Mary Beth: Hmm. Yeah. Interesting. I think yeah, where do we stand with this? I think we’ve got two Picard, two Siskos?
Jason: And one Picard / Sisko. Thanks a lot, Kelsey.
Kelsey: You’re very welcome.
Jason: We can tie. I’m okay.
Mary Beth: Hopefully Clay will break the tie. [Thanks a lot guys.]
Mary Beth: We can see and maybe he’ll just be really angry and say Captain Archer. [I’m seriously considering it.]
Jason: Oh, but just for record the problem with Archer is he is in this situation where Earth has its ship, it’s ready to go exploring and he feels like the Vulcans are not letting them go. Instead of working with the..is Federation still at that point? [Good point. So not Archer.]
Thom: There is no Federation.
Jason: It’s just Starfleet.
Thom: I think it forms in the very last episode.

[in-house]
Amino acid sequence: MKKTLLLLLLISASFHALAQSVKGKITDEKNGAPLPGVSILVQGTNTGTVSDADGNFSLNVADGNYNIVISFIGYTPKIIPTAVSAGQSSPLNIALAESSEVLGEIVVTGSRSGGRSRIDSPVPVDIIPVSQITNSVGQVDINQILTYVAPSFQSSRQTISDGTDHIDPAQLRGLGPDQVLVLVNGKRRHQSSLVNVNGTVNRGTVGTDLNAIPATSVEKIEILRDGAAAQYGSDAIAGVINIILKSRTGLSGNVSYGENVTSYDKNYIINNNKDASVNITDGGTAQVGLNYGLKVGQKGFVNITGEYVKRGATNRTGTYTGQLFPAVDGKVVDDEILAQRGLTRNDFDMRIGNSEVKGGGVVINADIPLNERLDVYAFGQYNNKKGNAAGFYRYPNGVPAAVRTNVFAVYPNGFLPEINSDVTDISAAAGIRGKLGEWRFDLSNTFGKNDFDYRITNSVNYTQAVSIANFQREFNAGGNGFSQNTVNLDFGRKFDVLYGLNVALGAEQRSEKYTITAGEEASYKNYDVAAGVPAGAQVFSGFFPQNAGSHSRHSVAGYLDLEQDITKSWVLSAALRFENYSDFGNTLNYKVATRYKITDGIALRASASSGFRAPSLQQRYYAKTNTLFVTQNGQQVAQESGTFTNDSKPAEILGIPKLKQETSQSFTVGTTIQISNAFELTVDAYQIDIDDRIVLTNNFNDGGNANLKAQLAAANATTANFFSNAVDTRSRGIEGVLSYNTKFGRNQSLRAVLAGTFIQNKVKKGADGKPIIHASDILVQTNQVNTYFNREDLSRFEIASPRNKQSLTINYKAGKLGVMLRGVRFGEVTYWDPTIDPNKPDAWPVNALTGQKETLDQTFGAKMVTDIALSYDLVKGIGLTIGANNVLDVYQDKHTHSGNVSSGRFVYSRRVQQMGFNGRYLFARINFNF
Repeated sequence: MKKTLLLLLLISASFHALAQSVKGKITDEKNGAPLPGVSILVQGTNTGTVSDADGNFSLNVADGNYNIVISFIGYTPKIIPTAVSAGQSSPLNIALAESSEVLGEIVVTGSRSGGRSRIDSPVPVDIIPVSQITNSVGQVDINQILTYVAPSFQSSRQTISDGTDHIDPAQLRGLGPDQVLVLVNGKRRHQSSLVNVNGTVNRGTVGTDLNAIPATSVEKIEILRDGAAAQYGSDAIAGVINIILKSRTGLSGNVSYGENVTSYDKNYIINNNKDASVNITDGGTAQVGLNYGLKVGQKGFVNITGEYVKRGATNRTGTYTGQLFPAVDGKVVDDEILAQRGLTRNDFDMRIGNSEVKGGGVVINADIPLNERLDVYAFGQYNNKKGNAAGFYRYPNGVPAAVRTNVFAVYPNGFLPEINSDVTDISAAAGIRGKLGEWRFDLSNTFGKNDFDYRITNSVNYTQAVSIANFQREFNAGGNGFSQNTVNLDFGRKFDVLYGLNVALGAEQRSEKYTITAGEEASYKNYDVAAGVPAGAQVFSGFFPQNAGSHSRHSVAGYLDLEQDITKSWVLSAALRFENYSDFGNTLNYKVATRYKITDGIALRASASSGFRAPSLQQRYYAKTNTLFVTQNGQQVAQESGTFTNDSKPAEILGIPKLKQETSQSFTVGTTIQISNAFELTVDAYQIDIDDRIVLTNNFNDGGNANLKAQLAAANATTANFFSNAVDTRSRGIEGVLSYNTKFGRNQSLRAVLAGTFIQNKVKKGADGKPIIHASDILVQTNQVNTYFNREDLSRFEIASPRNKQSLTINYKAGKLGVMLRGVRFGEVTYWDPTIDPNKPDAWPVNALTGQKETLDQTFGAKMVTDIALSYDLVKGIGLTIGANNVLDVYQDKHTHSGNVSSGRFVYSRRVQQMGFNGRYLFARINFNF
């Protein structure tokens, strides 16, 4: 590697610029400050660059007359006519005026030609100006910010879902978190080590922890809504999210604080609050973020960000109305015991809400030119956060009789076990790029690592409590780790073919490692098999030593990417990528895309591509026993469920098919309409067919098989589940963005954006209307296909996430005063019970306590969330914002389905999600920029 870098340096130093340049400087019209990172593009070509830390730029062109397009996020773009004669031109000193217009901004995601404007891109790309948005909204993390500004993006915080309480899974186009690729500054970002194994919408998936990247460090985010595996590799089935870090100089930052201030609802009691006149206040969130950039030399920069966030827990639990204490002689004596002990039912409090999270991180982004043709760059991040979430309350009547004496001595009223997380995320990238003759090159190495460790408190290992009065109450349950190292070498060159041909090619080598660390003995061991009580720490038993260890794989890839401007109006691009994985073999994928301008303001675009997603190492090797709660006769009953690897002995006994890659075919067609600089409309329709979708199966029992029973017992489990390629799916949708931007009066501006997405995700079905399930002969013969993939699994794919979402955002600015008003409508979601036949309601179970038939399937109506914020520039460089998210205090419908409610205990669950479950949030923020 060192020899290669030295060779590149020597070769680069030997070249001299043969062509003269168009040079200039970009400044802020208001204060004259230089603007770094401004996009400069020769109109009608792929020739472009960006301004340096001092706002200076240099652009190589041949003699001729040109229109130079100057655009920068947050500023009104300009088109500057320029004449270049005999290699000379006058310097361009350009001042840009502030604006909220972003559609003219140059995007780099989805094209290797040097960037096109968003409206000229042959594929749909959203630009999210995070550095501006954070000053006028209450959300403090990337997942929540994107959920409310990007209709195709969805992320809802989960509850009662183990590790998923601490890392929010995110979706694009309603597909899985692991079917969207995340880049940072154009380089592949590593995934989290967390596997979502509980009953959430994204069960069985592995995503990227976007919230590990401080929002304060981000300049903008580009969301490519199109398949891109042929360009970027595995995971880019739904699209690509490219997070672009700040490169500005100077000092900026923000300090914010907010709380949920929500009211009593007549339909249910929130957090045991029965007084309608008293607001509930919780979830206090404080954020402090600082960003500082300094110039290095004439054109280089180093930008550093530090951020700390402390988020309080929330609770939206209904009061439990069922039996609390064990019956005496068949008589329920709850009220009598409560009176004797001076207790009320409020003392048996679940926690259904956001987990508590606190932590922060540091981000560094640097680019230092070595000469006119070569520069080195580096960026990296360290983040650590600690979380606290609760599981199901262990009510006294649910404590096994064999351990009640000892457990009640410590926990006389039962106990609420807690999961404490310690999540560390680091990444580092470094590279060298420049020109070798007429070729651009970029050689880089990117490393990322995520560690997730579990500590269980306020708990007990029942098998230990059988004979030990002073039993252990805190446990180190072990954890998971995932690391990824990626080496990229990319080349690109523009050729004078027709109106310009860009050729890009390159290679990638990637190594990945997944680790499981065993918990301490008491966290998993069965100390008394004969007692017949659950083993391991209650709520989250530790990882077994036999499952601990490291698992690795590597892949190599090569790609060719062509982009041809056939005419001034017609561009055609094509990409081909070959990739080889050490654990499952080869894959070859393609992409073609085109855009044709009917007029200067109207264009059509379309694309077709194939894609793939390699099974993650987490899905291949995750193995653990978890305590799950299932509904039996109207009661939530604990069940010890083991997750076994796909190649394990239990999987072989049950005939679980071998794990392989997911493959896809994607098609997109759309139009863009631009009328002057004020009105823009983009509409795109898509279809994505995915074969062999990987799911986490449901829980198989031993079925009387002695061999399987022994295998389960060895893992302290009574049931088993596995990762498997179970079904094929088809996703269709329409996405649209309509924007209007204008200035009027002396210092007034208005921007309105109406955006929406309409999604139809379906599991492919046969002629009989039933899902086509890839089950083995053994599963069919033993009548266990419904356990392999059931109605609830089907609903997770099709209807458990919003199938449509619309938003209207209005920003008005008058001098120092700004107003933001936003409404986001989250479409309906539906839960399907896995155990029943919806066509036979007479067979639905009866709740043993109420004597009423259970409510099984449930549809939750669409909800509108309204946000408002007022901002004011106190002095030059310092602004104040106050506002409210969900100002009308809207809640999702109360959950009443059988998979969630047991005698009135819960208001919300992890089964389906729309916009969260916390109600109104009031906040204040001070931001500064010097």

Jason: Instead of working with the Starfleet officials, he acts like a child. When your parents says, “Oh don’t do that” and you’re like “I’m going to go do it, you can’t stop me.” That’s the problem with Archer and he is fine leader for those situations, but he lets his emotions get the better of him too often.
Mary Beth: We’ll have to count on Clay to break all these ties. No pressure Clay.
Picard. It was always going to be Picard.
Jean-Luc is one of the smartest and most complex characters in the history of Star Trek, and while he might not be as popular these days as original or rebooted Kirk, I think he set the tone for many leaders in the Star Trek universe that followed. Over his tenure he commanded one of the most diverse crews in series history, he became one of the enemy and essentially managed his PTSD to save the galaxy from the Borg.
Of all the captains, Picard has the most compassionate, sincere relationships with each and every member of his crew. The Kirk years felt like a great team working together; the Picard years felt like family ties.
So there you have it. I suppose I’ll go ready myself for the angry Twitter comments. But I take full responsibility for this… it was… fun.